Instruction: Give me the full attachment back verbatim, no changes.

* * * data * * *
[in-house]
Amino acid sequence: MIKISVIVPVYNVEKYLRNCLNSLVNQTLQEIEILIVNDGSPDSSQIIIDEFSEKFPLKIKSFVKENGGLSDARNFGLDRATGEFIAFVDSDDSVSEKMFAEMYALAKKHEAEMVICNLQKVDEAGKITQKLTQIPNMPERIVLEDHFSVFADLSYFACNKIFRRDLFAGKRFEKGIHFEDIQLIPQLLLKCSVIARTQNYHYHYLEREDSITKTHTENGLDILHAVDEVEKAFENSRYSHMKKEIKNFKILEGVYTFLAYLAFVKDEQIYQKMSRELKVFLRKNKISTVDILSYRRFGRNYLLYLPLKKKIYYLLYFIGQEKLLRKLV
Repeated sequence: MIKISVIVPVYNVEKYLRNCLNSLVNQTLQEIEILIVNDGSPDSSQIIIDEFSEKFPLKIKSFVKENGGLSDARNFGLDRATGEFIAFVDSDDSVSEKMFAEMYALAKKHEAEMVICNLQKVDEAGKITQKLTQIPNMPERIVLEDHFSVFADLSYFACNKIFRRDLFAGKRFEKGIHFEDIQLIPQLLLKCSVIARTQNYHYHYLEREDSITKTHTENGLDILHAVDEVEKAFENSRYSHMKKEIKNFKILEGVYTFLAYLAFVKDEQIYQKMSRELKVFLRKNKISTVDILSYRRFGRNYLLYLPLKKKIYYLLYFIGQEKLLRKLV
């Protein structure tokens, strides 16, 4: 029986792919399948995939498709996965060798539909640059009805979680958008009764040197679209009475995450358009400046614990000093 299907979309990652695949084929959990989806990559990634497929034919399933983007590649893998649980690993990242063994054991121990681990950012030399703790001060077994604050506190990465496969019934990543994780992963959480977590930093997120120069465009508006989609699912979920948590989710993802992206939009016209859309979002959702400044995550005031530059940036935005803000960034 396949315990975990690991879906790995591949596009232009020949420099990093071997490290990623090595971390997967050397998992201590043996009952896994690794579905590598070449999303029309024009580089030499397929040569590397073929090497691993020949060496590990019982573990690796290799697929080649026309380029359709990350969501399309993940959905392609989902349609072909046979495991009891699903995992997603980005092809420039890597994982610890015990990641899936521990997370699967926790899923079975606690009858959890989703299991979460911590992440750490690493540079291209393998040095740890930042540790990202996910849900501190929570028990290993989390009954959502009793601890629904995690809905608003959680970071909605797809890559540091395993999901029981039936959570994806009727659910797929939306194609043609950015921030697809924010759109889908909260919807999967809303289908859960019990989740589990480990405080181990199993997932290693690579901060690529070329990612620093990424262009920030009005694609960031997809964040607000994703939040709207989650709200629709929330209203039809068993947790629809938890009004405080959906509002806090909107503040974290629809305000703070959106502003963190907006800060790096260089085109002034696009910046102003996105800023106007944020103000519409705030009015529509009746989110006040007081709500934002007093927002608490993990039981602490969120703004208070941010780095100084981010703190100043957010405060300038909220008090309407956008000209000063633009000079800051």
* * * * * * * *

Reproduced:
[in-house]
Amino acid sequence: MIKISVIVPVYNVEKYLRNCLNSLVNQTLQEIEILIVNDGSPDSSQIIIDEFSEKFPLKIKSFVKENGGLSDARNFGLDRATGEFIAFVDSDDSVSEKMFAEMYALAKKHEAEMVICNLQKVDEAGKITQKLTQIPNMPERIVLEDHFSVFADLSYFACNKIFRRDLFAGKRFEKGIHFEDIQLIPQLLLKCSVIARTQNYHYHYLEREDSITKTHTENGLDILHAVDEVEKAFENSRYSHMKKEIKNFKILEGVYTFLAYLAFVKDEQIYQKMSRELKVFLRKNKISTVDILSYRRFGRNYLLYLPLKKKIYYLLYFIGQEKLLRKLV
Repeated sequence: MIKISVIVPVYNVEKYLRNCLNSLVNQTLQEIEILIVNDGSPDSSQIIIDEFSEKFPLKIKSFVKENGGLSDARNFGLDRATGEFIAFVDSDDSVSEKMFAEMYALAKKHEAEMVICNLQKVDEAGKITQKLTQIPNMPERIVLEDHFSVFADLSYFACNKIFRRDLFAGKRFEKGIHFEDIQLIPQLLLKCSVIARTQNYHYHYLEREDSITKTHTENGLDILHAVDEVEKAFENSRYSHMKKEIKNFKILEGVYTFLAYLAFVKDEQIYQKMSRELKVFLRKNKISTVDILSYRRFGRNYLLYLPLKKKIYYLLYFIGQEKLLRKLV
């Protein structure tokens, strides 16, 4: 029986792919399948995939498709996965060798539909640059009805979680958008009764040197679209009475995450358009400046614990000093 299907979309990652695949084929959990989806990559990634497929034919399933983007590649893998649980690993990242063994054991121990681990950012030399703790001060077994604050506190990465496969019934990543994780992963959480977590930093997120120069465009508006989609699912979920948590989710993802992206939009016209859309979002959702400044995550005031530059940036935005803000960034 396949315990975990690991879906790995591949596009232009020949420099990093071997490290990623090595971390997967050397998992201590043996009952896994690794579905590598070449999303029309024009580089030499397929040569590397073929090497691993020949060496590990019982573990690796290799697929080649026309380029359709990350969501399309993940959905392609989902349609072909046979495991009891699903995992997603980005092809420039890597994982610890015990990641899936521990997370699967926790899923079975606690009858959890989703299991979460911590992440750490690493540079291209393998040095740890930042540790990202996910849900501190929570028990290993989390009954959502009793601890629904995690809905608003959680970071909605797809890559540091395993999901029981039936959570994806009727659910797929939306194609043609950015921030697809924010759109889908909260919807999967809303289908859960019990989740589990480990405080181990199993997932290693690579901060690529070329990612620093990424262009920030009005694609960031997809964040607000994703939040709207989650709200629709929330209203039809068993947790629809938890009004405080959906509002806090909107503040974290629809305000703070959106502003963190907006800060790096260089085109002034696009910046102003996105800023106007944020103000519409705030009015529509009746989110006040007081709500934002007093927002608490993990039981602490969120703004208070941010780095100084981010703190100043957010405060300038909220008090309407956008000209000063633009000079800051």